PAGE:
In 1563 he would alter his first name, from “Motoyasu” to “Ieyasu”. 3 years later, he would then change his family name from “Motoyasu” to “Tokugawa” as an official title from the Imperial court. While it is very common to have one’s family name changed in relations to receiving an official rank with some sort of back story, there is none whatsoever in Ieyasu’s case at the time. It would be many years later during the 1st year of the Edo period that Ieyasu would reveal that in his family’s genealogy, which traces back to the Serata clan, there were a few individuals who bore the name Tokugawa. It is through this connection that he believed it was best to reinstate this name. Some researchers question this as there was no mention of this in his earlier years, especially from someone who grew up away from his own clan members during his youth. Another interesting point that is mentioned is that members of Ieyasu’s Matsudaira clan did not change their family name to Tokugawa after his rise in power, but did not hesitate to use this surname when needed.
QUESTIONING THE AUTHORITY TO POWER
By setting up the new Tokugawa bakufu in Edo (present day Tokyo), Tokugawa Ieyasu was able to establish rules, regulations, and territorial development process throughout Japan. Official documentations were also transcribed, which were used to retain all sorts of important information. Some examples of these are the Mikawa Monogatari (三河物語), which is a documentation of historical tales and accomplishments regarding families from Mikawa including the Matsudaira/Tokugawa, and the Kansei Chōshū Shokafu (寛政重脩諸家譜), which is a collection of many different genealogy, including that of land owners and military families. In these we can see the genealogy of Ieyasu, which claims an ancestral link to the Minamoto clan through the Seiwa-Genji line.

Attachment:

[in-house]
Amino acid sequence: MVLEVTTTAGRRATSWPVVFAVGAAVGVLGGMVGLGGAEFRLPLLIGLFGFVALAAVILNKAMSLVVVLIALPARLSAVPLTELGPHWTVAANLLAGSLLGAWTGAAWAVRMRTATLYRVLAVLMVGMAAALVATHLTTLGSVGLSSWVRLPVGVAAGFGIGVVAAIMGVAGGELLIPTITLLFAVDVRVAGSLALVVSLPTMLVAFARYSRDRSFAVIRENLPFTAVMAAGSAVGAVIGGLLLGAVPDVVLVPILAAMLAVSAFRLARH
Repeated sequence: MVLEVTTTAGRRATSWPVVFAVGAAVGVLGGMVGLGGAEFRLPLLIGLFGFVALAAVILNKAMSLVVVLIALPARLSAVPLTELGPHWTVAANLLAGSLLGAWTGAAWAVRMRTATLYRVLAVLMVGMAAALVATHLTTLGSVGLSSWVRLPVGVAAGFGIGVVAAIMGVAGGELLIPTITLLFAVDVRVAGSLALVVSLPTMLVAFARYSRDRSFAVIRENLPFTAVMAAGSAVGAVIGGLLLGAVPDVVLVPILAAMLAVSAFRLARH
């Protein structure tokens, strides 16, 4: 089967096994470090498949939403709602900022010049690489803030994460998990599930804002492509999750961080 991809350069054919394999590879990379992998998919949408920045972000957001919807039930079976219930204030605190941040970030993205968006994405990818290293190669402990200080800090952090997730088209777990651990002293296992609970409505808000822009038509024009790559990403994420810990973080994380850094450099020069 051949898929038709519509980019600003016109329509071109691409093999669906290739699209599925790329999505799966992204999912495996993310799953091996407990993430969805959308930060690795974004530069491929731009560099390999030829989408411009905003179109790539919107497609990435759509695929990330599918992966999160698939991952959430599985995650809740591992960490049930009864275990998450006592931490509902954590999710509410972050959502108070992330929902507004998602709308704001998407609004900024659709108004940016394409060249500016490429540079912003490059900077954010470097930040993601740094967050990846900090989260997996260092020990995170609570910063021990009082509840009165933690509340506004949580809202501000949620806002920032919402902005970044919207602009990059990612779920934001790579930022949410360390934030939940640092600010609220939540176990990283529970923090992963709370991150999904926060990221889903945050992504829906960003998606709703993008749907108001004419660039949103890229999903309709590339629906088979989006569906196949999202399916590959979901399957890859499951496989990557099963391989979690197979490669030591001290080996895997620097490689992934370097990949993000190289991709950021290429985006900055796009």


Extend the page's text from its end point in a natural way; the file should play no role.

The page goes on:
Despite these documentations, historians and researchers are skeptical about this claim. Some of these arguing points include the following:
- There is very little concrete info on those individuals who come before Chikauji
- There is no evidence of a Serata member migrating to Mikawa, let alone it being Chikauji
- Outside of Ieyasu’s genealogy claim, there are no other details regarding a family lineage presented by other Matsudaira members
There isn’t much solid proof of where such a well-detailed genealogy comes from. Taking his historical account into consideration, Ieyasu didn’t spend a lot of his time in Mikawa, let alone amongst his Matsudaira clan members. This isn’t an unusual case, to be honest. There are even some questions regarding those that come after Chikauji in this genealogy, but for this article I will refrain from discussing those, as they don’t have the same weight as the ones mentioned above. What’s interesting to note is that Imagawa Yoshimoto, Ieyasu’s primary care taker in his early years, also claimed a link to the Seiwa-Genji lineage. Possibly this is where Ieyasu got the idea from and decided to follow suit?